Well, is it possible that Shakespeare (or John Fletcher, Shakespeare’s co-author on the play) could have obtained a copy of North’s journal and for some reason wanted to recreate this visual? No, the journal provides additional evidence that allows us to reject that as an explanation. For as Thomas North’s 1555 Travel Journal confirms, North frequently relied on two historical texts—an unpublished manuscript version of George Cavendish’s Life of Wolsey (1555-56) and chapters on Henry VIII in Edward Hall’s Union (1548)—in order to help add knowing details to his journal entries. He even borrowed from Cavendish’s Life of Wolsey when crafting the entries describing the cardinal’s procession and consistory. North then took these very same source-passages that he used for his journal and reused them in Henry VIII, all the while echoing the language of his journal and modifying the actual historical events so that they more closely resembled his experiences in Italy. He does this at least three times. Quoting Thomas North’s 1555 Travel Journal:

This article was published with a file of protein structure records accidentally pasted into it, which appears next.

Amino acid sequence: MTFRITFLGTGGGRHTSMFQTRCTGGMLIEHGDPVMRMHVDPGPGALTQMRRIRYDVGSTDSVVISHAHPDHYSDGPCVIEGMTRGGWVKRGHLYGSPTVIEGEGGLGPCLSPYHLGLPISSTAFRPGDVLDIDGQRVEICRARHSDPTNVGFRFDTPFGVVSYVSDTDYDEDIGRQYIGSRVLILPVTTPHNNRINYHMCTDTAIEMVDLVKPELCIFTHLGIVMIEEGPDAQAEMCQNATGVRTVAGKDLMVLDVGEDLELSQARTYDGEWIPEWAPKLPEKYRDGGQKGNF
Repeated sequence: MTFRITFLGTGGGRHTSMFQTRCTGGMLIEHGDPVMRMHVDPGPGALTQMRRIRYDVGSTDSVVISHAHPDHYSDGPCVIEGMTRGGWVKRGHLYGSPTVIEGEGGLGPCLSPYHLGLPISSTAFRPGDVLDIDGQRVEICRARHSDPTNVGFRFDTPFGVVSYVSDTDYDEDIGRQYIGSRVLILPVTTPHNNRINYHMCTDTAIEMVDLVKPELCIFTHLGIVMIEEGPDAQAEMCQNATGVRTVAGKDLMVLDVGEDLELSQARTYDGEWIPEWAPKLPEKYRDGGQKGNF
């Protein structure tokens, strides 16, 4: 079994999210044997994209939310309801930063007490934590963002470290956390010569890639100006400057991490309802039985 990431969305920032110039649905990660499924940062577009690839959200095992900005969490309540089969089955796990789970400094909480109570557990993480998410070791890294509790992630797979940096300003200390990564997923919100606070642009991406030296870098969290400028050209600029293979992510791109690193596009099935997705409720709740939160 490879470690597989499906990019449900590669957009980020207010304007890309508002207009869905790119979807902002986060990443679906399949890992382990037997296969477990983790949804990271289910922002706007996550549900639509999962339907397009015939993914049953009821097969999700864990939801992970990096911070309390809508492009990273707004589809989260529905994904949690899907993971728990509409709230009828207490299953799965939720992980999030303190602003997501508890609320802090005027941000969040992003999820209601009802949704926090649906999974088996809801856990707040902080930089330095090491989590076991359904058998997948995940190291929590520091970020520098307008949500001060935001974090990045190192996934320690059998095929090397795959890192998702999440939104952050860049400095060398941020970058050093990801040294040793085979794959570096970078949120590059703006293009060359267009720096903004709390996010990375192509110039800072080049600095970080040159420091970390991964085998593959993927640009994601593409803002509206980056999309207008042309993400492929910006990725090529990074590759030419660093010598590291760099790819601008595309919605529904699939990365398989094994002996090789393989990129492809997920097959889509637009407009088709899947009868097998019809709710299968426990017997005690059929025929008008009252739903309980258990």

The result is that reading various entries throughout the journal gives the surreal impression that North, in 1555, somehow managed to experience the most spectacular events of Shakespeare and Fletcher’s Henry VIII.

Even assuming Shakespeare and Fletcher somehow got hold of the unpublished travelogue—and for some reason wanted to reproduce its visuals—we are stuck with the even more important question of “How?” How, without the use of digital technologies, would either have been able to determine what source passages the young journalist had used for his entries—some of which include a mix of widely separated elements—so that they could then make sure to conflate these same passages in their play? They couldn’t. It was North who had carefully studied these scenes in Cavendish’s Life of Wolsey and Hall’s Union. It was North who, when writing about the fall of Wolsey in the play, conflated the language and visuals of his own journal with the historical events he was staging. And it is North’s play, now lost, that is the missing link between his journal and the Henry VIII play that Shakespeare and Fletcher co-authored in 1613.

Thomas North’s 1555 Travel Journal